Give Pete Carroll about one year before he starts realizing the mistake he just made. By that time, he'll be wondering why he resigned from USC to become head coach of the Seattle Seahawks.
That fat deal he recently accepted -- one reportedly worth $35 million over five years -- won't be nearly as capable of insulating his pride from all the abuse he'll be taking publicly. The players also won't be embracing him like they have in college. Before you know it, that constant smile that has become Carroll's trademark will be harder and harder to find.
Regardless of how optimistic some Carroll supporters may be about this news, the man is going to fail in the NFL. He's already been fired by the New York Jets (whom he coached in 1994) and the New England Patriots (he was there from 1997 to '99), which is all you really need to know.
A nine-year absence from pro football doesn't mean Carroll has learned how to be a better head coach at that level. It means only that he's become one more man who thought it was better to give up a cushy gig for a shot at the big time.
Although Carroll deserves credit for securing a nice paycheck in this move, there's little else about the decision that makes sense.Carroll might think he's got something more to offer than those men -- or others like Butch Davis, Mike Riley and Dennis Erickson. In fact, he's exactly like his peers. He's let his ego swell to the point that he can't see his limitations anymore. Being a mediocre head coach in the league (he was 34-33 in four seasons, including postseason play) only made him hunger for the best possible chance to return someday.This is why Carroll's latest gig puts him in a tricky situation. If he comes at pro players with the same easygoing approach that defined his college tenure, they're going to push the boundaries with him. If he tries to harden his personality to be tougher with them, that would be a bigger mistake. If there's one thing that players can sniff out more than a coach they can manipulate, it's one who's a fraud.http://sports.espn.go.com/nfl/column...fri&id=4816051Now that he's back in the NFL, Carroll will eventually discover that plenty has changed since he left more than a decade ago. The players have gotten bigger, faster, stronger and, yes, smarter. They're probably better at recognizing a coach who isn't ready to deal with all the challenges that come with leading grown men who make tons of money. And what Carroll hasn't realized yet is that he's still the type of guy who falls into that category.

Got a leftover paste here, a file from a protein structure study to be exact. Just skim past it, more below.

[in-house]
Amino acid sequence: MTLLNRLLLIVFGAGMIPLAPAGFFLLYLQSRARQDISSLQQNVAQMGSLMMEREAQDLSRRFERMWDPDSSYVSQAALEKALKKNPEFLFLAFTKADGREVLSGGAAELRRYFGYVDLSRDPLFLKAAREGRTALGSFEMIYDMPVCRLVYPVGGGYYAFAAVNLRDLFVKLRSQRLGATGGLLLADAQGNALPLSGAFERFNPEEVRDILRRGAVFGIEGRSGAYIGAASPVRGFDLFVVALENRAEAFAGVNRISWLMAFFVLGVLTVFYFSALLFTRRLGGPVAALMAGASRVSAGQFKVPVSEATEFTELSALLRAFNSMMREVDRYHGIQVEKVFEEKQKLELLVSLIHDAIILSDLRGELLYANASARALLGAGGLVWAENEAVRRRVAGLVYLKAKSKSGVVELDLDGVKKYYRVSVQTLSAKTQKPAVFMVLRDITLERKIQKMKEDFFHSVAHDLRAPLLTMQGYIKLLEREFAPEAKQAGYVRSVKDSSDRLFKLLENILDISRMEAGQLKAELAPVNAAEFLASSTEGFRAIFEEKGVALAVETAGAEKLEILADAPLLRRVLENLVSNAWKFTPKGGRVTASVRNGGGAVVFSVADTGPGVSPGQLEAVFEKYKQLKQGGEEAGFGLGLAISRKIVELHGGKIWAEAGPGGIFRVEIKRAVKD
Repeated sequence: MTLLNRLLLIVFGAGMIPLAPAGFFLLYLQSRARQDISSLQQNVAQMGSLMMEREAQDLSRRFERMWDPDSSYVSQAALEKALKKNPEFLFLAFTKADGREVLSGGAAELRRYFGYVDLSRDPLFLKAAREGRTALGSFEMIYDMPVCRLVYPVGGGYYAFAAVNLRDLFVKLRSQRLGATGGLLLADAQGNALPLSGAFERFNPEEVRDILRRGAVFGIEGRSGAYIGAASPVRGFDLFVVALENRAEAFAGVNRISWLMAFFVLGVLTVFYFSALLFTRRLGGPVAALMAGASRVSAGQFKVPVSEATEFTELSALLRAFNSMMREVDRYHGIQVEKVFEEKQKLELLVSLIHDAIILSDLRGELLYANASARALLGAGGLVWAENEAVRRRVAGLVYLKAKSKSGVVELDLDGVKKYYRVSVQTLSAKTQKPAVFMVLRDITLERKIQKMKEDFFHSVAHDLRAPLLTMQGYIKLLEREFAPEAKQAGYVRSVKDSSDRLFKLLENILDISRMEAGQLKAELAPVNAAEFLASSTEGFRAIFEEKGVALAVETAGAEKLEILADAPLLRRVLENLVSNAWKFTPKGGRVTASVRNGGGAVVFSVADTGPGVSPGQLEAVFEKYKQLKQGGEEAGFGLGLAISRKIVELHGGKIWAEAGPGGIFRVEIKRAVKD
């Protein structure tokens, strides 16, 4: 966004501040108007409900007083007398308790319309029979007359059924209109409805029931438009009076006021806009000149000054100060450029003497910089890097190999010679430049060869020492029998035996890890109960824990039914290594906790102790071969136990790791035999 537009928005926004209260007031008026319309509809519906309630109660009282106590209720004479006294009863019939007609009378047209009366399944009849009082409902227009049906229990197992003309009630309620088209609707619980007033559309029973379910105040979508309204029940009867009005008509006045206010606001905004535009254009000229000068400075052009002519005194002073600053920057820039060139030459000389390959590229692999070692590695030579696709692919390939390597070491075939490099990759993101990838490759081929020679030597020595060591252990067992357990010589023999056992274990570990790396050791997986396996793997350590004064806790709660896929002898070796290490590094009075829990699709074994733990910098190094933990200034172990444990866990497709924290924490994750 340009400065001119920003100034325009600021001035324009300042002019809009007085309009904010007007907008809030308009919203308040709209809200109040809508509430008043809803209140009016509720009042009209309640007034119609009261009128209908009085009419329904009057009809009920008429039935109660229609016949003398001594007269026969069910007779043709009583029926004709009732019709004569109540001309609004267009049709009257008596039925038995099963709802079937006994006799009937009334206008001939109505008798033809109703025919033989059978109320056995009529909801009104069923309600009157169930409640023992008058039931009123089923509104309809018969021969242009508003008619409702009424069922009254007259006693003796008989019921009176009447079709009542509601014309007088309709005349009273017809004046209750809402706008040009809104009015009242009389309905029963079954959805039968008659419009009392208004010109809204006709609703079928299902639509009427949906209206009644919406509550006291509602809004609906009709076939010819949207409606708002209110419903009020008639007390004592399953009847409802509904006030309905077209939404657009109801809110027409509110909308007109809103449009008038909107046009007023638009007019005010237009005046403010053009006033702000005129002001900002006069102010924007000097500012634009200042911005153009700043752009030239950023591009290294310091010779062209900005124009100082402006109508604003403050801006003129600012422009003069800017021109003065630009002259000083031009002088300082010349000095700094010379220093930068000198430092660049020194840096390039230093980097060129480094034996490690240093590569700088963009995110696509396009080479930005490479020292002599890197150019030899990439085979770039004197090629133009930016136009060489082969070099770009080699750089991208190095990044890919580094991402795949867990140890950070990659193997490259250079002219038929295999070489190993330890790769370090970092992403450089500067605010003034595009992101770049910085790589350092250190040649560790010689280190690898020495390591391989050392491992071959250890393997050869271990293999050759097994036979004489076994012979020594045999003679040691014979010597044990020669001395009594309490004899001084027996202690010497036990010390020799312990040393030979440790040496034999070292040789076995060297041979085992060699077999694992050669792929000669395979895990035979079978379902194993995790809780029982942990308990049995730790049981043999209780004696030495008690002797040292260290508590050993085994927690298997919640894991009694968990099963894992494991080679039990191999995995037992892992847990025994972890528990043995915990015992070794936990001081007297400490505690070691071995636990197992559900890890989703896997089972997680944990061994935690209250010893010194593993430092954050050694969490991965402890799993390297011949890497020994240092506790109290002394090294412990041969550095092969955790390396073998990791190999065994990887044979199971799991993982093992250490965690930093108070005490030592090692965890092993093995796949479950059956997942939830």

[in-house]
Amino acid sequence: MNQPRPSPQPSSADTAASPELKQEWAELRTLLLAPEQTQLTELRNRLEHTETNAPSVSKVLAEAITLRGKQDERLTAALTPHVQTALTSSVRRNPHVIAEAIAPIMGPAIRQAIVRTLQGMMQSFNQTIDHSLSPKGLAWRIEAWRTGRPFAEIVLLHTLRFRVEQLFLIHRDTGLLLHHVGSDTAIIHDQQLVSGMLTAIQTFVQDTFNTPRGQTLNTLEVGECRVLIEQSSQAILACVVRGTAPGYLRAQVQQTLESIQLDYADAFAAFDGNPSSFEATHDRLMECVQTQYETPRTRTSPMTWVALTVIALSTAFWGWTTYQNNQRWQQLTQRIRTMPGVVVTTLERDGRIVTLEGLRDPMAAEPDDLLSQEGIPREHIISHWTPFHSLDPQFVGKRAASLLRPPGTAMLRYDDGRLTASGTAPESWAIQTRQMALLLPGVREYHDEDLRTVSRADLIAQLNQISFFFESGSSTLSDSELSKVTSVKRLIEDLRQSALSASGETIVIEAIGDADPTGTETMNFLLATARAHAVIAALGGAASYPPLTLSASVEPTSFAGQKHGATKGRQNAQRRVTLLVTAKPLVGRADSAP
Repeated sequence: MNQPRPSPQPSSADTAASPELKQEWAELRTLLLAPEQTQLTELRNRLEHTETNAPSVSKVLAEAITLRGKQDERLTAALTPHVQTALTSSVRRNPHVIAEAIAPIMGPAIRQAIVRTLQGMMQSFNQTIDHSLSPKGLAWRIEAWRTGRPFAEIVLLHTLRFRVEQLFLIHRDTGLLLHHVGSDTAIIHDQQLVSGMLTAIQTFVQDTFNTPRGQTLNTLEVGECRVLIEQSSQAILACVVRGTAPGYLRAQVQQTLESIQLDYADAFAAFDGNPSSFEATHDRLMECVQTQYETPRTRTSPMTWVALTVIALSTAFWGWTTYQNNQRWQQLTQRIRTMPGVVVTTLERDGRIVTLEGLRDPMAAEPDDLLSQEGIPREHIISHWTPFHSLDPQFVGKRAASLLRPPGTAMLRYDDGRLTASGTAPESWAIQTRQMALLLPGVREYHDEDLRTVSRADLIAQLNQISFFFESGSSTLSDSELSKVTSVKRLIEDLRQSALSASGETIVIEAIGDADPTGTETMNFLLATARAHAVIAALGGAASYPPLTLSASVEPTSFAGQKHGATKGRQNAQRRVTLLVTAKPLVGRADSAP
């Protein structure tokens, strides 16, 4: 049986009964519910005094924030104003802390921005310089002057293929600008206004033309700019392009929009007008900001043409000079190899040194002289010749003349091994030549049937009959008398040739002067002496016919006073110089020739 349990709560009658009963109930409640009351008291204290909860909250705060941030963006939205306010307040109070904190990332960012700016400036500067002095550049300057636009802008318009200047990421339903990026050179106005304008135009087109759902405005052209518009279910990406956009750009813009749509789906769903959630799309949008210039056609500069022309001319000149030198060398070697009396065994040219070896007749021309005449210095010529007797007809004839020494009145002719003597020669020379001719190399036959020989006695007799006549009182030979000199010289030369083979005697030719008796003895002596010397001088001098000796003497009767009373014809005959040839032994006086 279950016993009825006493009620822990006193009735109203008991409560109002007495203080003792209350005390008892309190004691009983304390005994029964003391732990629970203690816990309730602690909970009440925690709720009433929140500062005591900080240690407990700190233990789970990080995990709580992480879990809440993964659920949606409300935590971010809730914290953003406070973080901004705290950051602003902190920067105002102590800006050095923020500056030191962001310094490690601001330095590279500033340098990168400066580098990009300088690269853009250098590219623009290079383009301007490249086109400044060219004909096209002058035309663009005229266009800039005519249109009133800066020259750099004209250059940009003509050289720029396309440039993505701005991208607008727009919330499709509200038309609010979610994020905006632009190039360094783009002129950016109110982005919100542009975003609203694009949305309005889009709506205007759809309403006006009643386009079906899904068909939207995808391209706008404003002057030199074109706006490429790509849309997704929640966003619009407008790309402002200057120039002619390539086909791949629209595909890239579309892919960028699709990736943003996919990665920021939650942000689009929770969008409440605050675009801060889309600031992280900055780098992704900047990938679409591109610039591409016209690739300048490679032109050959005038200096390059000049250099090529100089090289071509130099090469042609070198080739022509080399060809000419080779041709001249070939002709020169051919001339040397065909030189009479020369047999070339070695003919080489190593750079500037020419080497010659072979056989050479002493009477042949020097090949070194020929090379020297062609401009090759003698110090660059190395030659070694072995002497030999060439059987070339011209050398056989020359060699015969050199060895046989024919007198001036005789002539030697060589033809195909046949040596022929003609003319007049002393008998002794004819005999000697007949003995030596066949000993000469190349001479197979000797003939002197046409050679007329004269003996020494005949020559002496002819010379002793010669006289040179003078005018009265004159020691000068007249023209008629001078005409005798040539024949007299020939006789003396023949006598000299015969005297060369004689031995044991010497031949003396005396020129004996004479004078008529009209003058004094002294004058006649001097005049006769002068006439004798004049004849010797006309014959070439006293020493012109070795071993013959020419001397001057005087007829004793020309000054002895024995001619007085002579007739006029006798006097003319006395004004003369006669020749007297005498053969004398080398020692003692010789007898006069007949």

It's not so much the opinion that Carroll would fail that's funny to me.....we're all wrong and wrong a lot. It's the angst, the arrogance, and the fervor that the writer used to trash Carroll. He was so sure of himself. Too bad.